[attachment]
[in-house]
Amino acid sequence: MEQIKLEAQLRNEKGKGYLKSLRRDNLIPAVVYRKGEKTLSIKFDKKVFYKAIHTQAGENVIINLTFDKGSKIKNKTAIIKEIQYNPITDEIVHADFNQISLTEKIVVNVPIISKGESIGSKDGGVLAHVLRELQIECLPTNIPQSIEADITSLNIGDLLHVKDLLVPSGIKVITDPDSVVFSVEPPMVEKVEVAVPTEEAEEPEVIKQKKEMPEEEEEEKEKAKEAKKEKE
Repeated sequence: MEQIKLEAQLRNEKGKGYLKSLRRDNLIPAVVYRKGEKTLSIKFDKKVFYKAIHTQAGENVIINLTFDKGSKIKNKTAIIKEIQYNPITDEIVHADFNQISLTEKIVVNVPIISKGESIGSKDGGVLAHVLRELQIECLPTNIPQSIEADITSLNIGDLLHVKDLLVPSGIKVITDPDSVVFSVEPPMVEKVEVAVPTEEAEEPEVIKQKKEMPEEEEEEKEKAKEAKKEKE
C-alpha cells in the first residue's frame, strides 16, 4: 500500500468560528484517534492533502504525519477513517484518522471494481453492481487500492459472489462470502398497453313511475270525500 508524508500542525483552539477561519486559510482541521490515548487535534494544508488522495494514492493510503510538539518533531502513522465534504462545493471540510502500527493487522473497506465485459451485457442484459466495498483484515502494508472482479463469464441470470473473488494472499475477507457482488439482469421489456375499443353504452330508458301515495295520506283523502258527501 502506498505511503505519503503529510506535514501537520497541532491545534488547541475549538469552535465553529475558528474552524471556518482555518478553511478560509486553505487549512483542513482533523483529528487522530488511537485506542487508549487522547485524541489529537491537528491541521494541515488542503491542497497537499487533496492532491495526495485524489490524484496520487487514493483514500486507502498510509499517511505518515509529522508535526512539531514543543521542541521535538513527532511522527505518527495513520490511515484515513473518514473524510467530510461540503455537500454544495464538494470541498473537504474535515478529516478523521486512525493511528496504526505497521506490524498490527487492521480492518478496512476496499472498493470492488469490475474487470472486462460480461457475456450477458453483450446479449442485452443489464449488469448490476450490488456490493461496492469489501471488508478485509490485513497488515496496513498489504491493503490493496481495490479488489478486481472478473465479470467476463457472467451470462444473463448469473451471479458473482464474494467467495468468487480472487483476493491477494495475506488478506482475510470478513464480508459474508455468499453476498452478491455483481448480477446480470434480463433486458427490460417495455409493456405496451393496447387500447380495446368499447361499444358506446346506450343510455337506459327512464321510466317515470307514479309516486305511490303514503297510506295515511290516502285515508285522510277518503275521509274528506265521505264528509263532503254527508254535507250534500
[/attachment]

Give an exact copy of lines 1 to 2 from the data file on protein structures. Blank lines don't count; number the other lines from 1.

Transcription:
[in-house]
Amino acid sequence: MEQIKLEAQLRNEKGKGYLKSLRRDNLIPAVVYRKGEKTLSIKFDKKVFYKAIHTQAGENVIINLTFDKGSKIKNKTAIIKEIQYNPITDEIVHADFNQISLTEKIVVNVPIISKGESIGSKDGGVLAHVLRELQIECLPTNIPQSIEADITSLNIGDLLHVKDLLVPSGIKVITDPDSVVFSVEPPMVEKVEVAVPTEEAEEPEVIKQKKEMPEEEEEEKEKAKEAKKEKE